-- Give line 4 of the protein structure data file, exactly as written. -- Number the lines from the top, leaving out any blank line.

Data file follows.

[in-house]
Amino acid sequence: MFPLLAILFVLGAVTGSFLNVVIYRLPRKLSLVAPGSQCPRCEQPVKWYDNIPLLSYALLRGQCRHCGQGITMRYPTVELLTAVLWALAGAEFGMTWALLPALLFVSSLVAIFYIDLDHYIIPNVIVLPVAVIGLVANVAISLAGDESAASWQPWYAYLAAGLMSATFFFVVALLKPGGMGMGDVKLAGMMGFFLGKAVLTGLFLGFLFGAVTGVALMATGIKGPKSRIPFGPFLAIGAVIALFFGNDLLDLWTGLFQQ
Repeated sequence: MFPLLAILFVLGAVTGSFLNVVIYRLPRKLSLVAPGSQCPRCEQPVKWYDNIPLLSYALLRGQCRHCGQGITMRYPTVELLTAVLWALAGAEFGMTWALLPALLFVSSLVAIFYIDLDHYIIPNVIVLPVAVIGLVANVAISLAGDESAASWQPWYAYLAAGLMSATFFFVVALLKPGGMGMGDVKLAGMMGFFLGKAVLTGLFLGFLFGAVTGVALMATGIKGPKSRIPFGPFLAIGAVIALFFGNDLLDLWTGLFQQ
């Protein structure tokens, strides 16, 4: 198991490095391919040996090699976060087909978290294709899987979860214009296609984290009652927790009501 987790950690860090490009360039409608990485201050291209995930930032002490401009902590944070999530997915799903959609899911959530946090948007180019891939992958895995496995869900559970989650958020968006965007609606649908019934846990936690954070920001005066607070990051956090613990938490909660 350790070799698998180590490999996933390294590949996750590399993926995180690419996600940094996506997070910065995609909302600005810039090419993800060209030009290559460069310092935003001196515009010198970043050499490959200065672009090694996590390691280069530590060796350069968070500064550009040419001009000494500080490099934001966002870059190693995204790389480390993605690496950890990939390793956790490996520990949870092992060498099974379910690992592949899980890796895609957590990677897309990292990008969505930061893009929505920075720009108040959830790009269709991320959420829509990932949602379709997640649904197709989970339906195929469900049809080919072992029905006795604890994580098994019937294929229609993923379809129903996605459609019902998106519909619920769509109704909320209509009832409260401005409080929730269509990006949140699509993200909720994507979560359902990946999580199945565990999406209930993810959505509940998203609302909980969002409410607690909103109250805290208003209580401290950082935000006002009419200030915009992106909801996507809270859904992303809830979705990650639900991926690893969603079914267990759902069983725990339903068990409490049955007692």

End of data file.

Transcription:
């Protein structure tokens, strides 16, 4: 198991490095391919040996090699976060087909978290294709899987979860214009296609984290009652927790009501 987790950690860090490009360039409608990485201050291209995930930032002490401009902590944070999530997915799903959609899911959530946090948007180019891939992958895995496995869900559970989650958020968006965007609606649908019934846990936690954070920001005066607070990051956090613990938490909660 350790070799698998180590490999996933390294590949996750590399993926995180690419996600940094996506997070910065995609909302600005810039090419993800060209030009290559460069310092935003001196515009010198970043050499490959200065672009090694996590390691280069530590060796350069968070500064550009040419001009000494500080490099934001966002870059190693995204790389480390993605690496950890990939390793956790490996520990949870092992060498099974379910690992592949899980890796895609957590990677897309990292990008969505930061893009929505920075720009108040959830790009269709991320959420829509990932949602379709997640649904197709989970339906195929469900049809080919072992029905006795604890994580098994019937294929229609993923379809129903996605459609019902998106519909619920769509109704909320209509009832409260401005409080929730269509990006949140699509993200909720994507979560359902990946999580199945565990999406209930993810959505509940998203609302909980969002409410607690909103109250805290208003209580401290950082935000006002009419200030915009992106909801996507809270859904992303809830979705990650639900991926690893969603079914267990759902069983725990339903068990409490049955007692």